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20
March
2020

Strategies For Optimum Recovery

How you recover from a workout is as important as the workout itself. Your training camp is a good opportunity to try out new techniques as your training time will push you closer to your limits.

 

 

We always said to our athletes; World Class Recovery is part of World Class Performance. Switching into training mode and then switching off completely after the session is often the norm for an athlete. But once your session is finished you should immediately go into World Class Recovery mode.

You can adopt your World Class Recovery strategy to fit your training, whether it is away on camp, a long weekend or even just a morning session which you’ve completed before rushing off to the office.


Nutrition
Here it is important to remember your nutritional intake not only aids your recovery but also it is also refuelling your body ready for the sessions to follow. After your session, your body immediately starts rebuilding its lost glycogen stores and repairing muscle protein. This all helps our muscles to strengthen and grow.

The main food types to help replenish the glycogen are carbohydrate and protein. The aim is to stimulate the production of insulin which in turn, will increase the amount of glycogen in your muscles.

A food/drink source with both carbohydrate and protein can nearly double the amount of insulin produced. More insulin produced and more glycogen stored.

The protein element of your refuelling strategy will also provide you with the amino acids which will assist your muscle recovery.

Carbohydrates and Protein intake after training
Quantity: Research shows that a carbohydrate to protein ratio of either 4:1 or 5:1 is optimal for reloading. An athlete would typically take about 10g of protein and between 40-50g of carbohydrate to maximise the replenishment of glycogen.

For ease of digestion and absorption most athletes will take calories in liquid form.

Myth: More protein is key to a successful recovery. In fact, taking more protein than you need after exercise will slow glycogen replenishment and rehydration. This will lead to poor recovery.

Timing: You should aim at consuming your post training fuel between 15 and 30 minutes after completion of the session.


Rehydration
Keeping hydrated during and after each training session is important so that you don’t start the next session slightly dehydrated. Begin the new session dehydrated and it will be difficult to reload sufficiently through the workout which could lead to all sorts of problems.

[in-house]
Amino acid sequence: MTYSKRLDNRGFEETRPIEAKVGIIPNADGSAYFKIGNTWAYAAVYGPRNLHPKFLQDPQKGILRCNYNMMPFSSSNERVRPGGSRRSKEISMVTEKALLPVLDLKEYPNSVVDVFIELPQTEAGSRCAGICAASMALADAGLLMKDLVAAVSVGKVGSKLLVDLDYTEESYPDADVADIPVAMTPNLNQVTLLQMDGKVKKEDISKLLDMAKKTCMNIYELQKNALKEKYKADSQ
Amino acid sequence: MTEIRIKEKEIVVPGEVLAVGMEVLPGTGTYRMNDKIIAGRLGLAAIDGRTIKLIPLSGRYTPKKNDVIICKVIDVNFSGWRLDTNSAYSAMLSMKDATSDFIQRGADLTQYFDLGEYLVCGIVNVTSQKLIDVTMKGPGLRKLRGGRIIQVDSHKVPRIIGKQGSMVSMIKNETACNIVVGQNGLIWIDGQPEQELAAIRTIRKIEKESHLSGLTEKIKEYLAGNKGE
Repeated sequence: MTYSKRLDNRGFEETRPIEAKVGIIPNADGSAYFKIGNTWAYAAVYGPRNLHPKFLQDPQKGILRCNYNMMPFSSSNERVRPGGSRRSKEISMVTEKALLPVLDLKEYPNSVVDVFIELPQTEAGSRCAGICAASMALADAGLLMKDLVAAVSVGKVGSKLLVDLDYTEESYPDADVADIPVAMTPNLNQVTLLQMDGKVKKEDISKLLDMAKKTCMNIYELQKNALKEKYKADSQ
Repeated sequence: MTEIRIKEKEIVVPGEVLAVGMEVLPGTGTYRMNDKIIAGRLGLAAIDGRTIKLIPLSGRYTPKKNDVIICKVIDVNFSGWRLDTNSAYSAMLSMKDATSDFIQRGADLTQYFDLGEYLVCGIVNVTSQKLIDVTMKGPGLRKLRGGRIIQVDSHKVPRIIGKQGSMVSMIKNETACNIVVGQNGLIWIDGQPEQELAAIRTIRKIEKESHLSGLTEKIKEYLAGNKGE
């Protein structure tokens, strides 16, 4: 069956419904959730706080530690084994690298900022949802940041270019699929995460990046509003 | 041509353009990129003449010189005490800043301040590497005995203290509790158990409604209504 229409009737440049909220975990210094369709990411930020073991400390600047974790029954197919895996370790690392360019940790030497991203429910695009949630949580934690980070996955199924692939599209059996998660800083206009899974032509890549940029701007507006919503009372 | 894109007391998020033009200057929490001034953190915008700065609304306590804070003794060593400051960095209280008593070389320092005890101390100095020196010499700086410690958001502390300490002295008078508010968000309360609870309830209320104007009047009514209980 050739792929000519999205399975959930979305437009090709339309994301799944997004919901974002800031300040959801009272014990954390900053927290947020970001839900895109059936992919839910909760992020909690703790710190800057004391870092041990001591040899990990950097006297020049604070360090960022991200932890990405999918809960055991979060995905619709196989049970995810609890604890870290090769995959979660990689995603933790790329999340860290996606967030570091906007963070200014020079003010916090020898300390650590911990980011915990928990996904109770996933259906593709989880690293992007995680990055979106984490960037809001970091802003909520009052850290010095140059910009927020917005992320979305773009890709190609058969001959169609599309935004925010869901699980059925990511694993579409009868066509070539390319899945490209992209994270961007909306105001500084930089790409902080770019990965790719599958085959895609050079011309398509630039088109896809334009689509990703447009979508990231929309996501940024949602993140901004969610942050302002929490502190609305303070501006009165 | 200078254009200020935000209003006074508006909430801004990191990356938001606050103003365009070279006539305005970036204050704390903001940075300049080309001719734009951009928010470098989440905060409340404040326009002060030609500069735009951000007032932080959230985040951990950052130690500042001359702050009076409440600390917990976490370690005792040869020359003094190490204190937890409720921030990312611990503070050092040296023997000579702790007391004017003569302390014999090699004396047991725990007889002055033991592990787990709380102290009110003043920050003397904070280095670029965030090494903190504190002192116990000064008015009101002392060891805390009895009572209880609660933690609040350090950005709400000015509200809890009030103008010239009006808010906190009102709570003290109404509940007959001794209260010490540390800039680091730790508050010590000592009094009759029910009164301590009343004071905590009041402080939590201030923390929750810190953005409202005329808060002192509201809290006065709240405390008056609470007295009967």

The amount and the type of rehydration will vary depending on the temperature of your training environment, the length and the intensity of your session.

Quantity: Simply weigh yourself before and after a training session. For every 1kg you lose you need between 1 – 1.25kg of liquid. Because quantities could vary, it is useful to keep reweighing yourself frequently.

Type: Additional electrolytes maybe required following a workout (sodium, magnesium, potassium, calcium). These can be either added to your favoured recovery drink or some fruit cordial and can be easily consumed.

 

 

 

Sleep and Stress

You can’t beat a great night’s sleep. It sounds so easy but it is a great cure for many aliments. The better the quality, the longer the duration, will improve your mood, insulin sensitivity and training/racing performances.

Length of Sleep: Studies have shown 7-9 hours each night will aid optimum recovery.

 

 

Use a Foam Roller
These are becoming an essential part of every Elite athlete’s training kit bag. Foam rolling massages your muscles to reduce tightness and delay the onset of muscles soreness which will help with your range of movement in the next session.

Foam rollers can be used in precise locations of your own body. Trying out positions and actions will help you arrive at your best “rolling” practise.

Compression Wear
Compression wear simply increases the flow of blood (and therefore oxygen), thereby reducing recovery time. During exercise, the compression wear will also help reduce muscle damage and fatigue.

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